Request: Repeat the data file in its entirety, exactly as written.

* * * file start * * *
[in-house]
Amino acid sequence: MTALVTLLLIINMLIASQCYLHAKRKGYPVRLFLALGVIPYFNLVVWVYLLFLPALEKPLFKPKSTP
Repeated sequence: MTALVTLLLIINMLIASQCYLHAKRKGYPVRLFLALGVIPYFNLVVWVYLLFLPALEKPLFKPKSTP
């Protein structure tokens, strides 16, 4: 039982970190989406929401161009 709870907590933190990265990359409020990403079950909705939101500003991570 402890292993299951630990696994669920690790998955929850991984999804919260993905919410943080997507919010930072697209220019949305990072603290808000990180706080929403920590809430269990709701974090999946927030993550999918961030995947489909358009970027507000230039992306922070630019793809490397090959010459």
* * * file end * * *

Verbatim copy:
[in-house]
Amino acid sequence: MTALVTLLLIINMLIASQCYLHAKRKGYPVRLFLALGVIPYFNLVVWVYLLFLPALEKPLFKPKSTP
Repeated sequence: MTALVTLLLIINMLIASQCYLHAKRKGYPVRLFLALGVIPYFNLVVWVYLLFLPALEKPLFKPKSTP
């Protein structure tokens, strides 16, 4: 039982970190989406929401161009 709870907590933190990265990359409020990403079950909705939101500003991570 402890292993299951630990696994669920690790998955929850991984999804919260993905919410943080997507919010930072697209220019949305990072603290808000990180706080929403920590809430269990709701974090999946927030993550999918961030995947489909358009970027507000230039992306922070630019793809490397090959010459």